Global Warming and a Bioaccumulation of Guilt

Global Warming and a Bioaccumulation of Guilt

A Story by anamezic

Today while absent-mindedly making flash cards for my impending failure of an Environmental Science final, I found myself staring blankly at the television, entering its fourth hour of blaring CNN, if only to perpetuate my knack for over-empathizing.

When the commercials finally hit, I realized I had accidentally jotted down "bioaccumulation of guilt," rather than the actual answer: "bioaccumulation of toxics in marine life." Now, the word "guilt," had not been mentioned nor written anywhere on the program during this time, so I couldn't exactly place why my pen-holding-hand had so chosen to put it there for me.

Despite a lack of reason for its existence on my index card, the concept of bioaccumulated guilt is somewhat fascinating.

My guilt comes in many different forms: a broken sibling, the bags below my mother's eyes, a slice of birthday cake, the mistakes I made with you, and all reflections. It sits in a cabinet below my ribs that I unlock only on nights I can't sleep and am feeling self-sacrificial.

When I do venture to find the key, I can hardly open the drawer; it's so full.
Faults escaping like air from a balloon, screaming as they stream out. I guess I'm a hoarder, a hoarder of guilt. I like to adopt it from others and give it a different name. I bathe it, feed it, put it to bed. But I'd be lying if I said I don't wake up sweating at three, its muzzle bearing teeth inches from my neck.

Last night the beast was a girl I once knew, who crashed her car and walked, leaving three friends dead in the wreckage. It could have been me. All those times I've looked away to change the music or drink some coffee or catch your eye in the rear-view mirror. It could have been you amongst the smoking steel. I don't think I cope that well; even fantastical vehicular manslaughter makes me want to kill myself.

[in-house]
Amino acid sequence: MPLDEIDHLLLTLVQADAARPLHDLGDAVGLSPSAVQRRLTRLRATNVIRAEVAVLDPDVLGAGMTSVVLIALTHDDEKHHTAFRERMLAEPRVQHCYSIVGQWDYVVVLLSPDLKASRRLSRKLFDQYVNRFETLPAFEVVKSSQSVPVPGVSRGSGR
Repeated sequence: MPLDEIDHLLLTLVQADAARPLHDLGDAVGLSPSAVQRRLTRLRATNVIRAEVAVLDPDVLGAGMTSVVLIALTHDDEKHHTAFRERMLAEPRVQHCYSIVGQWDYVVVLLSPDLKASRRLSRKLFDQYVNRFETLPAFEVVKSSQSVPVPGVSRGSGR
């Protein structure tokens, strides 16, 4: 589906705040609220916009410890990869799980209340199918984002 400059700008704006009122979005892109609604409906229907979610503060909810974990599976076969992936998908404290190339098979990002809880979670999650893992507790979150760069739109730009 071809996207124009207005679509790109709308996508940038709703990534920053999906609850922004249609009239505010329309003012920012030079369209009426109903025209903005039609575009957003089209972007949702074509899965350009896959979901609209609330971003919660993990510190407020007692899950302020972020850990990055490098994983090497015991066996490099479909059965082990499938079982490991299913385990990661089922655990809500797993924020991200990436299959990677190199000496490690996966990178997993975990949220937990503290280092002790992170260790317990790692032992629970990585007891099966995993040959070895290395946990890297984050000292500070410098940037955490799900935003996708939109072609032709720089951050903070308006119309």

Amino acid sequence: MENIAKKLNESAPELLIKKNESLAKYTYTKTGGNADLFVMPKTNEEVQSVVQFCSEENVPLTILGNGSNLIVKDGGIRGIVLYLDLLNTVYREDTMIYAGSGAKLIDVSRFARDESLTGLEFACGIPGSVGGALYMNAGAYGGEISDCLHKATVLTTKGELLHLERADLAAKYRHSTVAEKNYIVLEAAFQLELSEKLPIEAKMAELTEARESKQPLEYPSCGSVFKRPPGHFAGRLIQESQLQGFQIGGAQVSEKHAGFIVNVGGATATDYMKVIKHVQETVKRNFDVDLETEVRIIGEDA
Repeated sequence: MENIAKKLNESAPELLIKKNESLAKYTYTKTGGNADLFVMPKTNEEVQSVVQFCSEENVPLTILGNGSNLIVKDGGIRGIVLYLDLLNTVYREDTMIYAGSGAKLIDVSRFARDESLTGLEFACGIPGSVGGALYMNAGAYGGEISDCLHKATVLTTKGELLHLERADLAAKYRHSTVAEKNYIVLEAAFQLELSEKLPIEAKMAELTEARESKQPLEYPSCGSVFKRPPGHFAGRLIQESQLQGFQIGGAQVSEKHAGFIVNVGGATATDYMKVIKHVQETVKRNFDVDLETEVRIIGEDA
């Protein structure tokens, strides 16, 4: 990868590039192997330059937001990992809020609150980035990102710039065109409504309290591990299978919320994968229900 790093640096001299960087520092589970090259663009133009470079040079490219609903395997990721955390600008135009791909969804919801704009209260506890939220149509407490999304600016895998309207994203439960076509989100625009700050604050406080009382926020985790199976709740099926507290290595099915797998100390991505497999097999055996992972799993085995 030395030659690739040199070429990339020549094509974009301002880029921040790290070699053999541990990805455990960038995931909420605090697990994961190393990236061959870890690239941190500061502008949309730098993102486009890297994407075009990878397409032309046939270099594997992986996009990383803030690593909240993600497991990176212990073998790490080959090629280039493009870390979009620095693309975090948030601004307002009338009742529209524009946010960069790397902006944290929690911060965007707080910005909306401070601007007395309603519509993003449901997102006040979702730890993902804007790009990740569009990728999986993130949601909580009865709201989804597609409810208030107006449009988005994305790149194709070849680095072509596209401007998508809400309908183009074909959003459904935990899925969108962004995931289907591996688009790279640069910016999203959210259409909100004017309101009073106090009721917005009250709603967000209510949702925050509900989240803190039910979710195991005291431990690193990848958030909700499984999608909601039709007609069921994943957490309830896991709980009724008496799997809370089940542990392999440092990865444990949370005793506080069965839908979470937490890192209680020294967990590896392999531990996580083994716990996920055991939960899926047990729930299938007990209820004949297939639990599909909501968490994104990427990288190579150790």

The planet's guilt must be a heat, that ricochets off of everything and cooks us slowly like frogs in French pots. It must hang like a yellow, hazy cloud, suffocating us without a sound. Because the individual's guilt is not his own, rising from his clothes in fumes unseen, permeating lungs of children who don't know what guilt means. We all make it, we all kick it up, but nobody says a thing.

© 2013 anamezic



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It feels like reading a page from a personal diary. Quite well written. Interesting comparison and idea. You have used metaphors quite excellently throughout this piece. This makes reading it even more of a pleasure.

I couldn't detect any errors. Very good writing.

Posted 4 Years Ago


Wow this is so profound and moving!! It makes you think and examine. Being a Catholic I was brought up to believe I WAS guilty so this piece HIT home so well. A facinating piece!

Posted 4 Years Ago



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Added on May 18, 2013
Last Updated on May 18, 2013
Tags: Global, Warming, and a, Bioaccumulation, of, Guilt

Author

anamezic
anamezic

Santa Barbara, CA



About
19 year old from California moving to Brookyln for an education. work inspired by white guilt/ philosophy/ degenerate mental health and unfaltering romanticism more..

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